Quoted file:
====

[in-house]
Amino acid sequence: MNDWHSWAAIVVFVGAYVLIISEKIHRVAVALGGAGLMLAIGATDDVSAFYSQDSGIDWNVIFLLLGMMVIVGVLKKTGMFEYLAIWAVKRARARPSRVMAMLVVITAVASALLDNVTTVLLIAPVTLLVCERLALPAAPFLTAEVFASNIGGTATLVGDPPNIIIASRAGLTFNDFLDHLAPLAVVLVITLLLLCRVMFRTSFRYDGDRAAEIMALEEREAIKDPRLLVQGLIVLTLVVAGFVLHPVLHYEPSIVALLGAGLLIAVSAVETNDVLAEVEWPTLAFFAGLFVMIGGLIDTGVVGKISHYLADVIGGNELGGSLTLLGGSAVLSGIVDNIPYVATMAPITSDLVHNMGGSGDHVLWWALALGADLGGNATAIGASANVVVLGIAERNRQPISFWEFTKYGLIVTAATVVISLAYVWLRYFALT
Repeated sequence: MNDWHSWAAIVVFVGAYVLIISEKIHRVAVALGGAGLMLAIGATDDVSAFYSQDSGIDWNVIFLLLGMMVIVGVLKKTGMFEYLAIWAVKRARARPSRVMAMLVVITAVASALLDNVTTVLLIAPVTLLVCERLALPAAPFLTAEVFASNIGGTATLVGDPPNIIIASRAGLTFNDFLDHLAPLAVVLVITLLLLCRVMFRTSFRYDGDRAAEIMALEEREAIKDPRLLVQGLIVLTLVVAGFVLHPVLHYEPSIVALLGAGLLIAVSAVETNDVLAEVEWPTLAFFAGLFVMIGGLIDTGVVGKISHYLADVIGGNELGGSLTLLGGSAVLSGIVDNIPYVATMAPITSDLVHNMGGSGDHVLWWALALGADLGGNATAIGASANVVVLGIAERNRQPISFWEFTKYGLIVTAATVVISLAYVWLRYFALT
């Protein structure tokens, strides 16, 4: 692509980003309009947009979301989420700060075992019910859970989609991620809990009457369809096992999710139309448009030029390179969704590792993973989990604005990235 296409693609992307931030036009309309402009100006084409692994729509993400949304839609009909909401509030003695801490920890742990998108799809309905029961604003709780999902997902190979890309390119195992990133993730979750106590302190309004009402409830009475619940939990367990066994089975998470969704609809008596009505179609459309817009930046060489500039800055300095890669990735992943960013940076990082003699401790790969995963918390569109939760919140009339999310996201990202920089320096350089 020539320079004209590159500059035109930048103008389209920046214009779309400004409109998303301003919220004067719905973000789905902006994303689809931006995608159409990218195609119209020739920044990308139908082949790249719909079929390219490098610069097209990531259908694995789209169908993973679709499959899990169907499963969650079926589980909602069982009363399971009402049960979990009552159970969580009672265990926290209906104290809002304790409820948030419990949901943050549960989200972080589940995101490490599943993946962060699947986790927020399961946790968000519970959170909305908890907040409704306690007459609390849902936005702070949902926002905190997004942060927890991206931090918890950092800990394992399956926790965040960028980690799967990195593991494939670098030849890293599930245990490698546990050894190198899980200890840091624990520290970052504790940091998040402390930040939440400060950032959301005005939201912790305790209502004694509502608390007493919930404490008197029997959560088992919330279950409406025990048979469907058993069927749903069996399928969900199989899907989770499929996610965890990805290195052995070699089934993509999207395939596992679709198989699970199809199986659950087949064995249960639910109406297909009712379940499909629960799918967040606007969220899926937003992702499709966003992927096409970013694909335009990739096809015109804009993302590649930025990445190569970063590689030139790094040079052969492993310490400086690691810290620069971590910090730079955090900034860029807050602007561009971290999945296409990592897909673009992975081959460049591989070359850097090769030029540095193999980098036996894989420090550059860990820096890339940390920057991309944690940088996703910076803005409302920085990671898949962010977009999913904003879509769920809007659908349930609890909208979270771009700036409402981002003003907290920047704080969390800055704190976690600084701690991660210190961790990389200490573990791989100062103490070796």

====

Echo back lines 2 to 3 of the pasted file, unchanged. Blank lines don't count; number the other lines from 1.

Amino acid sequence: MNDWHSWAAIVVFVGAYVLIISEKIHRVAVALGGAGLMLAIGATDDVSAFYSQDSGIDWNVIFLLLGMMVIVGVLKKTGMFEYLAIWAVKRARARPSRVMAMLVVITAVASALLDNVTTVLLIAPVTLLVCERLALPAAPFLTAEVFASNIGGTATLVGDPPNIIIASRAGLTFNDFLDHLAPLAVVLVITLLLLCRVMFRTSFRYDGDRAAEIMALEEREAIKDPRLLVQGLIVLTLVVAGFVLHPVLHYEPSIVALLGAGLLIAVSAVETNDVLAEVEWPTLAFFAGLFVMIGGLIDTGVVGKISHYLADVIGGNELGGSLTLLGGSAVLSGIVDNIPYVATMAPITSDLVHNMGGSGDHVLWWALALGADLGGNATAIGASANVVVLGIAERNRQPISFWEFTKYGLIVTAATVVISLAYVWLRYFALT
Repeated sequence: MNDWHSWAAIVVFVGAYVLIISEKIHRVAVALGGAGLMLAIGATDDVSAFYSQDSGIDWNVIFLLLGMMVIVGVLKKTGMFEYLAIWAVKRARARPSRVMAMLVVITAVASALLDNVTTVLLIAPVTLLVCERLALPAAPFLTAEVFASNIGGTATLVGDPPNIIIASRAGLTFNDFLDHLAPLAVVLVITLLLLCRVMFRTSFRYDGDRAAEIMALEEREAIKDPRLLVQGLIVLTLVVAGFVLHPVLHYEPSIVALLGAGLLIAVSAVETNDVLAEVEWPTLAFFAGLFVMIGGLIDTGVVGKISHYLADVIGGNELGGSLTLLGGSAVLSGIVDNIPYVATMAPITSDLVHNMGGSGDHVLWWALALGADLGGNATAIGASANVVVLGIAERNRQPISFWEFTKYGLIVTAATVVISLAYVWLRYFALT